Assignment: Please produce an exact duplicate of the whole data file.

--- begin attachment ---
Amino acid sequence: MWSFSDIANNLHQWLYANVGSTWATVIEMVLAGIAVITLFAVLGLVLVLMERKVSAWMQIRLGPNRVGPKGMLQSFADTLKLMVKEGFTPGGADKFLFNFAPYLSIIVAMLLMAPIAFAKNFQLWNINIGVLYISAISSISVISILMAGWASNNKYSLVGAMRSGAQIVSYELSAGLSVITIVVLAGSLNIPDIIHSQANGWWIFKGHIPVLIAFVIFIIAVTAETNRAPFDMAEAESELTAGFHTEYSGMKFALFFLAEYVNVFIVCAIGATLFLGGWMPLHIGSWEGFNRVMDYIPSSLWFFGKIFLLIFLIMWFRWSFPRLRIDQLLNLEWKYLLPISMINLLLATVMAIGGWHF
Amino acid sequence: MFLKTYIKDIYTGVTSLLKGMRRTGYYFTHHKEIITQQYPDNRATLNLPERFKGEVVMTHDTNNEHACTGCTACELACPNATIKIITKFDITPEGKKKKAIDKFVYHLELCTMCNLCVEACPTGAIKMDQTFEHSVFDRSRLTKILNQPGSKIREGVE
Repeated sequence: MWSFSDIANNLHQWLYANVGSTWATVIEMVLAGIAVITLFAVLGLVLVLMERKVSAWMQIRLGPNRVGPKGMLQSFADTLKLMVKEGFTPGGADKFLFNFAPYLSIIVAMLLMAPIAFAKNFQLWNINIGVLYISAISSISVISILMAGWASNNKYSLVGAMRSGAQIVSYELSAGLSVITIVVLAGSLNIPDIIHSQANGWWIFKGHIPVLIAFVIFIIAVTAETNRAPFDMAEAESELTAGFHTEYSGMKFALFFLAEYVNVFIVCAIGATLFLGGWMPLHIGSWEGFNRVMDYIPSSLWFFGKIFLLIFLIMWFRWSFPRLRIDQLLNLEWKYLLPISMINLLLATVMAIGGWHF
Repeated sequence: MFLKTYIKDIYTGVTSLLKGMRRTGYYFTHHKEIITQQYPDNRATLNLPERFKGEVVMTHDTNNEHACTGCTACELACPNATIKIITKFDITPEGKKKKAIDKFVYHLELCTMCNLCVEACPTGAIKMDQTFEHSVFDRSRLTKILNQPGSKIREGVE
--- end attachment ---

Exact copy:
Amino acid sequence: MWSFSDIANNLHQWLYANVGSTWATVIEMVLAGIAVITLFAVLGLVLVLMERKVSAWMQIRLGPNRVGPKGMLQSFADTLKLMVKEGFTPGGADKFLFNFAPYLSIIVAMLLMAPIAFAKNFQLWNINIGVLYISAISSISVISILMAGWASNNKYSLVGAMRSGAQIVSYELSAGLSVITIVVLAGSLNIPDIIHSQANGWWIFKGHIPVLIAFVIFIIAVTAETNRAPFDMAEAESELTAGFHTEYSGMKFALFFLAEYVNVFIVCAIGATLFLGGWMPLHIGSWEGFNRVMDYIPSSLWFFGKIFLLIFLIMWFRWSFPRLRIDQLLNLEWKYLLPISMINLLLATVMAIGGWHF
Amino acid sequence: MFLKTYIKDIYTGVTSLLKGMRRTGYYFTHHKEIITQQYPDNRATLNLPERFKGEVVMTHDTNNEHACTGCTACELACPNATIKIITKFDITPEGKKKKAIDKFVYHLELCTMCNLCVEACPTGAIKMDQTFEHSVFDRSRLTKILNQPGSKIREGVE
Repeated sequence: MWSFSDIANNLHQWLYANVGSTWATVIEMVLAGIAVITLFAVLGLVLVLMERKVSAWMQIRLGPNRVGPKGMLQSFADTLKLMVKEGFTPGGADKFLFNFAPYLSIIVAMLLMAPIAFAKNFQLWNINIGVLYISAISSISVISILMAGWASNNKYSLVGAMRSGAQIVSYELSAGLSVITIVVLAGSLNIPDIIHSQANGWWIFKGHIPVLIAFVIFIIAVTAETNRAPFDMAEAESELTAGFHTEYSGMKFALFFLAEYVNVFIVCAIGATLFLGGWMPLHIGSWEGFNRVMDYIPSSLWFFGKIFLLIFLIMWFRWSFPRLRIDQLLNLEWKYLLPISMINLLLATVMAIGGWHF
Repeated sequence: MFLKTYIKDIYTGVTSLLKGMRRTGYYFTHHKEIITQQYPDNRATLNLPERFKGEVVMTHDTNNEHACTGCTACELACPNATIKIITKFDITPEGKKKKAIDKFVYHLELCTMCNLCVEACPTGAIKMDQTFEHSVFDRSRLTKILNQPGSKIREGVE